Low-level implants, cryptocurrency hunt and geopolitical attacks: what APT actors got up to in Q1 2022

According to Kaspersky’s latest APT trends report for Q1 2022, Advanced Persistent Threat (APT) actors had a busy quarter. Both recently uncovered and ongoing campaigns conducted by new and well-known operators made significant changes to the APT threat landscape. Mostly targeting businesses and governmental entities, APT actors updated already existing malicious toolsets and diversified their techniques to elevate their attacks. These and other trends are covered in Kaspersky’s latest quarterly threat intelligence summary.

During the first three months of 2022, Kaspersky researchers continued to uncover new tools, techniques and campaigns launched by APT groups in cyberattacks all around the world. The three-month APT trends report is derived from Kaspersky’s private threat intelligence research and major developments and cyber incidents that researchers believe everyone should be aware of.

Throughout the first quarter of 2022, the ongoing APT activity was driven by newly launched campaigns and a number of attacks around sensitive geopolitical events. The most significant findings include:

  • Geopolitical crises as a key driver of APT developments

The threat landscape saw numerous attacks around the Ukrainian crisis. HermeticRansom, DoubleZero and many other new attacks targeting Ukrainian entities were reported throughout February and March. There was a significant spike in the amount of new infrastructure deployed by the APT groups Gamaredon and UNC1151 (Ghostwriter). Throughout the investigation, Kaspersky researchers identified two WhisperGate prototype samples developed in December 2021 containing test strings and earlier revisions of the ransom note observed in Microsoft’s shared samples. They concluded with high confidence that these samples were earlier iterations of the wiper reportedly used in Ukraine.

At the same time, Kaspersky researchers identified three campaigns linked to the Konni threat actor, active since mid-2021, targeting Russian diplomatic entities. While the attackers used the same Konni RAT implant throughout the different campaigns, the infection vectors were different in each campaign: documents containing embedded macros, an installer masquerading as a Covid-19 registration application and, finally, a downloader with a New Year screensaver decoy.

  • The return of low-level attacks

Last year, Kaspersky researchers predicted the further development of low-level implants in 2022. A striking example of this trend is Moonbounce discovered by Kaspersky, which was the third known case of a firmware bootkit in the wild. This malicious implant was hidden within Unified Extensible Firmware Interface (UEFI) firmware, an essential part of computers. The implant was found in the SPI flash, a storage component external to the hard drive. The campaign was attributed to the well-known APT actor APT41.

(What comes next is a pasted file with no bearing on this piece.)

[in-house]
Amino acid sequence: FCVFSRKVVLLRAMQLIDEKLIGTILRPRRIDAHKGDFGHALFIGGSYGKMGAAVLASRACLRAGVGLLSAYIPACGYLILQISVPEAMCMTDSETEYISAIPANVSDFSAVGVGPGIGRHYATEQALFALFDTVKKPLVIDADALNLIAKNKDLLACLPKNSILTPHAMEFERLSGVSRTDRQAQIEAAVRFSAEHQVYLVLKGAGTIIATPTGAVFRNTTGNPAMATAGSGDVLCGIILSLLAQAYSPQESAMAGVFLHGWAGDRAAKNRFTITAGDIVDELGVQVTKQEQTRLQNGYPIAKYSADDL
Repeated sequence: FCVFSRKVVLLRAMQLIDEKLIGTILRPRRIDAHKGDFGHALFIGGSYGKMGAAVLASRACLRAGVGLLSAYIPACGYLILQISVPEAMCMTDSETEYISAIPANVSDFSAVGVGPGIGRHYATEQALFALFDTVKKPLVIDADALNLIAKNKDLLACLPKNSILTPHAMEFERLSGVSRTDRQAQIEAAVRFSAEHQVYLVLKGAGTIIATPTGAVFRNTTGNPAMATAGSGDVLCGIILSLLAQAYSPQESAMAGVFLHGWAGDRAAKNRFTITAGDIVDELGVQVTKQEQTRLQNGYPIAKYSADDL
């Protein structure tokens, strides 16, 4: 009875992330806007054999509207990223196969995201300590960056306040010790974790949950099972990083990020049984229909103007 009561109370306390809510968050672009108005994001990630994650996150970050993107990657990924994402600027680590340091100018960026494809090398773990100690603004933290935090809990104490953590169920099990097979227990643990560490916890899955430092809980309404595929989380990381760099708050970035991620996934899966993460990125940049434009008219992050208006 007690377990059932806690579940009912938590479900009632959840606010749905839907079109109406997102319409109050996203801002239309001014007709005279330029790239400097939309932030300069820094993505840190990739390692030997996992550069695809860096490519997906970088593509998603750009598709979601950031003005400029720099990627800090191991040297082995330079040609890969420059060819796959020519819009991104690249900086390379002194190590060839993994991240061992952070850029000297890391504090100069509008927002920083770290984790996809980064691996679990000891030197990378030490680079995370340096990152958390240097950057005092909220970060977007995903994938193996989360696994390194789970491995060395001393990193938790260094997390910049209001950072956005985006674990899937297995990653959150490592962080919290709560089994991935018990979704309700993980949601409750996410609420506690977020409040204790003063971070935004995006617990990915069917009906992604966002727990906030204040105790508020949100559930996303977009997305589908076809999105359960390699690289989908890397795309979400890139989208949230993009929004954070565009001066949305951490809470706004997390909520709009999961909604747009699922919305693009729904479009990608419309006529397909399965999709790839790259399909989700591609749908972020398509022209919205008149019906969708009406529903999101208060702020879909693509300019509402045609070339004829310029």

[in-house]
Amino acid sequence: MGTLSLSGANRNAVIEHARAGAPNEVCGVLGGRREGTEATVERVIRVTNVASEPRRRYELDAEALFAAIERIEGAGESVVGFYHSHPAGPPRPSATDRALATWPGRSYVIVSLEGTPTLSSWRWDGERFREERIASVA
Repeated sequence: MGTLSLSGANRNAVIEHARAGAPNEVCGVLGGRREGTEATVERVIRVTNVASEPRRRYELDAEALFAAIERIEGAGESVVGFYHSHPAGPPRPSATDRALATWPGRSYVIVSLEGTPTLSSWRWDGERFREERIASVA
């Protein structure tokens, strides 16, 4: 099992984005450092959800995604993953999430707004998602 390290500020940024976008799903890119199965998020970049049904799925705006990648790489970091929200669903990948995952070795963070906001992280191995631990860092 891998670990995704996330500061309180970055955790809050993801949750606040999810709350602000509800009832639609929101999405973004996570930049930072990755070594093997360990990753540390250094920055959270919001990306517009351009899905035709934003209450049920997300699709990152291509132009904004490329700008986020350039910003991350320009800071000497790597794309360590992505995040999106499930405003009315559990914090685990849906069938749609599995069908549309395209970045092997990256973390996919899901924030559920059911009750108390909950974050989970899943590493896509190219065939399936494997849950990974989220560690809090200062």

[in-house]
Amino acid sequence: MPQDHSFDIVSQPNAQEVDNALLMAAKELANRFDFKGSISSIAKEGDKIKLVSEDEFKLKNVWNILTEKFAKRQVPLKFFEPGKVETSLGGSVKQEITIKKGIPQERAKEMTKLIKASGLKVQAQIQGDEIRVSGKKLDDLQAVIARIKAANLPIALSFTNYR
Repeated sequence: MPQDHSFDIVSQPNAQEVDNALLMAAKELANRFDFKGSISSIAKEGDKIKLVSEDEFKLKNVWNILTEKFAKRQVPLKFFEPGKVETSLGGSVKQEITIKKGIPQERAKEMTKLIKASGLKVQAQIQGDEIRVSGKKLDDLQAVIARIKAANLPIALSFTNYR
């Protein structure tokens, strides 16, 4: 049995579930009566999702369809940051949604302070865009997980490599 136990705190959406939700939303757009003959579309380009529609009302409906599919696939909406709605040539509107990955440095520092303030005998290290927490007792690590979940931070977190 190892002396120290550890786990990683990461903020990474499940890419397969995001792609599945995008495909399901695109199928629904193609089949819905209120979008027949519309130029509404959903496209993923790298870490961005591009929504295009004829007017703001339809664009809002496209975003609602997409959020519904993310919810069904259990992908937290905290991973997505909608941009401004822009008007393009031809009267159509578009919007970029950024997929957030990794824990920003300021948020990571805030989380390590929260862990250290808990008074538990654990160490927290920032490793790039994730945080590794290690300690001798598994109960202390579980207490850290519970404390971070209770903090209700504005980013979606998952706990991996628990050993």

• APT actors go after cryptocurrency

In this quarter, Kaspersky also observed APT actors continuing their hunt for cryptocurrency. Unlike most state-sponsored APT groups, Lazarus and other threat actors associated with this APT have made financial gain one of their primary goals. This actor distributed Trojanized decentralized finance (DeFi) apps in order to increase profit. Lazarus abuses legitimate applications used to manage cryptocurrency wallets by distributing malware that provides control over victims’ systems.

  • Updates and online services abuse

APT actors are constantly looking for new ways to increase the efficiency of their attacks. The cyber mercenary group dubbed DeathStalker continues updating its unsophisticated tools to make attacks more efficient. Janicab, its oldest malware, first introduced in 2013, is a prime example of this trend. Overall, Janicab shows the same functionalities as its counterpart malware families, but instead of downloading several tools later in the intrusion lifecycle, as the group used to do with EVILNUM and Powersing intrusions, the new samples have most of the tools embedded and obfuscated within the dropper. Additionally, DeathStalker uses the world’s biggest online services, such as YouTube, Google+, and WordPress among others, as dead-drop resolvers (DDRs) to execute effective stealthy command and control.

‘Geopolitics have always been the main driver of APT attacks, and never has it been so evident, as now. We are living in turbulent times and this is clear through the cybersecurity lens, too. At the same time, we can see that for many threat actors the first quarter has been business as usual, with continuous update of tools and new campaigns that seek after not just information, but also money,” comments David Emm, Principal Security Researcher, Kaspersky’s GReAT.

APT actorscryptocurrencygeopolitical attacksLow-level implants
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